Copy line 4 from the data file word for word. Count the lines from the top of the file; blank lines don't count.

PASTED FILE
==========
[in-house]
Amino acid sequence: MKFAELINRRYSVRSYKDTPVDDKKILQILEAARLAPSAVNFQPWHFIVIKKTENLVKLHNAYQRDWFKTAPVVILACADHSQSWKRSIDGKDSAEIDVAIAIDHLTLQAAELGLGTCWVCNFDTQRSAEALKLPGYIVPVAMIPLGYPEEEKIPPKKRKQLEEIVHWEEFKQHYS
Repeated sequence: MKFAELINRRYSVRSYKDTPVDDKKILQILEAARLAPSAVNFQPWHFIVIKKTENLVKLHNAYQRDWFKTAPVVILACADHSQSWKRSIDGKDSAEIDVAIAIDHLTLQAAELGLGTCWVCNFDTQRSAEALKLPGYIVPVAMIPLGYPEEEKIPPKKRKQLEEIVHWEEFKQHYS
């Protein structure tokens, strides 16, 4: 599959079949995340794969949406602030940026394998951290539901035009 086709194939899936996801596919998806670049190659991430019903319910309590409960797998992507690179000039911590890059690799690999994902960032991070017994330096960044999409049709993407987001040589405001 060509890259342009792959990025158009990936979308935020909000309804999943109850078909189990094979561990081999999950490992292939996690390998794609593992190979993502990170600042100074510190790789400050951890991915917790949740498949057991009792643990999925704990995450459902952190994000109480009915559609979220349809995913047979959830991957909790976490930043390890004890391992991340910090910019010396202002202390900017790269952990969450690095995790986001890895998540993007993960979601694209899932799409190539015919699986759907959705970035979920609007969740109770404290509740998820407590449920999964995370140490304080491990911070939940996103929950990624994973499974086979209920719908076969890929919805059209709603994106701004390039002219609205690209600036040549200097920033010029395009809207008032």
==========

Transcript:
């Protein structure tokens, strides 16, 4: 599959079949995340794969949406602030940026394998951290539901035009 086709194939899936996801596919998806670049190659991430019903319910309590409960797998992507690179000039911590890059690799690999994902960032991070017994330096960044999409049709993407987001040589405001 060509890259342009792959990025158009990936979308935020909000309804999943109850078909189990094979561990081999999950490992292939996690390998794609593992190979993502990170600042100074510190790789400050951890991915917790949740498949057991009792643990999925704990995450459902952190994000109480009915559609979220349809995913047979959830991957909790976490930043390890004890391992991340910090910019010396202002202390900017790269952990969450690095995790986001890895998540993007993960979601694209899932799409190539015919699986759907959705970035979920609007969740109770404290509740998820407590449920999964995370140490304080491990911070939940996103929950990624994973499974086979209920719908076969890929919805059209709603994106701004390039002219609205690209600036040549200097920033010029395009809207008032």